Thursday, July 5, 2007

Running log of the wait to enter Syria... 17/06/07

Sunday, June 17, 2007


Running log of the wait to enter Syria...

So today I am going to Syria from Turkey. Insha'allah, as we say in this part of the world. So far God has blessed me with good Arabic and friendly (but not too friendly) Syrian men. I've been at the border a little over an hour now, and they're saying that I should plan on about a five-hour wait.

Why do we put up with this kind of thing, you may ask? Well, there a few ways of looking at it:

1. The amount of time I spent trying to get my paperwork done in order to apply for the visa through the UK consulate, the money for postage, the phone calls to the consulate (not only me but my parents have spent time on this since I left for Turkey, too!) - well, five hours is probably a lot less.

2. It would be a very stupid Syrian who tried to show up unannounced at a U.S. border and expected to be treated half as well as I have been. The guy wrote out a page-long explanation of who I was and why I wanted to enter Syria and for how long, including details of how I used to live in Syria and have friend there, etc. Then faxed it to Damascus while I sat in a plush comfy chair. Now I'm sitting in a restaurant across the way (admittedly a place shameful for a woman to be alone, but these are extenuating circumstances) waiting to be served chips/fries and a cold cola. If it were a Syrian woman crossing into the U.S. from Mexico without a visa, prison time is not an impossible scenario.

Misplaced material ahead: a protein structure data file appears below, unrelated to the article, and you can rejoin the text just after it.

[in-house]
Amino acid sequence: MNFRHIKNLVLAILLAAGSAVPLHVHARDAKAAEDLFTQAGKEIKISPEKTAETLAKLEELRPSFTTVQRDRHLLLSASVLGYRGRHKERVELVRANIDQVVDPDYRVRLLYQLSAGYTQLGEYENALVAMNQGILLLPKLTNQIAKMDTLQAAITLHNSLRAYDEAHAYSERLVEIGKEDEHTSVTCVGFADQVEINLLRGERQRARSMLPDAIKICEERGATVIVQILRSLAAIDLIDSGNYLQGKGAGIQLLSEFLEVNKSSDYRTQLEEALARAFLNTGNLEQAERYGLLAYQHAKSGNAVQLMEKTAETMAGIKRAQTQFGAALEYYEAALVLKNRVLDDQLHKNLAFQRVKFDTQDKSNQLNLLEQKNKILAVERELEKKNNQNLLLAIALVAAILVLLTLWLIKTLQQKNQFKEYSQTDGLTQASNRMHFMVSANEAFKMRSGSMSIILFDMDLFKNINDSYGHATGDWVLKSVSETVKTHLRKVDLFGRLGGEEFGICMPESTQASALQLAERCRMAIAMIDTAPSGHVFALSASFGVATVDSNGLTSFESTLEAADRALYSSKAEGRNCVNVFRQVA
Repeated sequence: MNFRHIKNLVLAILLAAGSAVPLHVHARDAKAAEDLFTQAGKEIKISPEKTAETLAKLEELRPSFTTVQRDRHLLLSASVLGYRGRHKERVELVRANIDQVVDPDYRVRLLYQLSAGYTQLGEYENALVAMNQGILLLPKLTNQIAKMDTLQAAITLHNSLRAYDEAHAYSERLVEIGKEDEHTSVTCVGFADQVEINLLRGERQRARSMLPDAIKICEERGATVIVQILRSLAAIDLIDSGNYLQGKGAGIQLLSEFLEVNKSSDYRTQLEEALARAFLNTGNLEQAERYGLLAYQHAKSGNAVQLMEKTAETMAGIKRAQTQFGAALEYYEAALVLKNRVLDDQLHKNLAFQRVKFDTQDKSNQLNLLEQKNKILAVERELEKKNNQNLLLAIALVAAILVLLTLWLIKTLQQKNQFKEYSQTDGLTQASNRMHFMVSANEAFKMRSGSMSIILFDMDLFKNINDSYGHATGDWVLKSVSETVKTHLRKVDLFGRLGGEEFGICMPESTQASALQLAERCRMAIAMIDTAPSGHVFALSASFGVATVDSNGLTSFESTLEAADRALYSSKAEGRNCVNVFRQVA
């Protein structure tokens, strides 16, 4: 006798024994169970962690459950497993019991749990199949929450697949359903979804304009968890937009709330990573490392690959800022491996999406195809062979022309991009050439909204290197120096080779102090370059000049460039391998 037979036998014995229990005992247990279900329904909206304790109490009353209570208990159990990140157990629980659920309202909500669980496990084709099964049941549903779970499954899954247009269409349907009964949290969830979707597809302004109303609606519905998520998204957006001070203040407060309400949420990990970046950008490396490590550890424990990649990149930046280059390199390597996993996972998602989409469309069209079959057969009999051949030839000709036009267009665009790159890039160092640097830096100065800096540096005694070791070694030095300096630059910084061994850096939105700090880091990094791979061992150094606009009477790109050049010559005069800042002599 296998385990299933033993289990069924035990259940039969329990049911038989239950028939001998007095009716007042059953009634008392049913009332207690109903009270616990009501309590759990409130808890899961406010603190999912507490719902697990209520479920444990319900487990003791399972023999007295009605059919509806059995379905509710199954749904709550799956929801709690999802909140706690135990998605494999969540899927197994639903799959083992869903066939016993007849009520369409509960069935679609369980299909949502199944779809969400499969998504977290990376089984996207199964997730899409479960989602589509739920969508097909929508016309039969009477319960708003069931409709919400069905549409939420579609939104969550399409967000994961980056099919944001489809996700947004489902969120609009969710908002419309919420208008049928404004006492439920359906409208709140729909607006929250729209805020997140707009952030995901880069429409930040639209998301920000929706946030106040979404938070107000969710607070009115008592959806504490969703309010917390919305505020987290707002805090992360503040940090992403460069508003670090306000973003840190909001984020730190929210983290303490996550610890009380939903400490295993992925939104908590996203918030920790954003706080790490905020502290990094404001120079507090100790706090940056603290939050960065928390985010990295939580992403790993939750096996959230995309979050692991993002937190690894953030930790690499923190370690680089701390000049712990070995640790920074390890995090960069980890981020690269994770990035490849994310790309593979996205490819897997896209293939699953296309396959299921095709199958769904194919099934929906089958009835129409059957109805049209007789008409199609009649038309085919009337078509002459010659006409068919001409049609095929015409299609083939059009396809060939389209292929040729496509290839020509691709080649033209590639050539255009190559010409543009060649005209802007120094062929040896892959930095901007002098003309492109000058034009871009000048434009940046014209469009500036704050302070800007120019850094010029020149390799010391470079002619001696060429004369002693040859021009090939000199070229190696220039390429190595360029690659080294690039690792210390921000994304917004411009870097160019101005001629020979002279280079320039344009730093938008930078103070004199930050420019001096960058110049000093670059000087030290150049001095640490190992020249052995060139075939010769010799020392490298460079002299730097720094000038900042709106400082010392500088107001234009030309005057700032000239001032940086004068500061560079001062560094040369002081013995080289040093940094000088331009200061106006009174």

3. How long does it take for the Syrian government to decide to give me a visa?! Through the UK consulate they've been "considering" my request for two weeks and a half already. Through the border it's going to take five hours. What are they doing for those five hours?! I doubt they'll call every Syrian I've ever known (it hasn't happened yet), so seems much more likely that they're passing it around from official to official to get a signature. I wonder if the pres himself will need to sign it! OK, more likely, they're reading it to each other and laughing about how they are stressing the American girl out, isn't that fun...

4. I understand their complaints against my government and can understand that this is one of the small ways in which they can get back. But if only they knew how little my own government cares about my getting in to Syria! At that point they'd take me in a limousine to meet their pres just to make my pres mad!

Well, these are my thoughts for now. Still got a positive attitude and glad I know people are praying for me. Will check in later...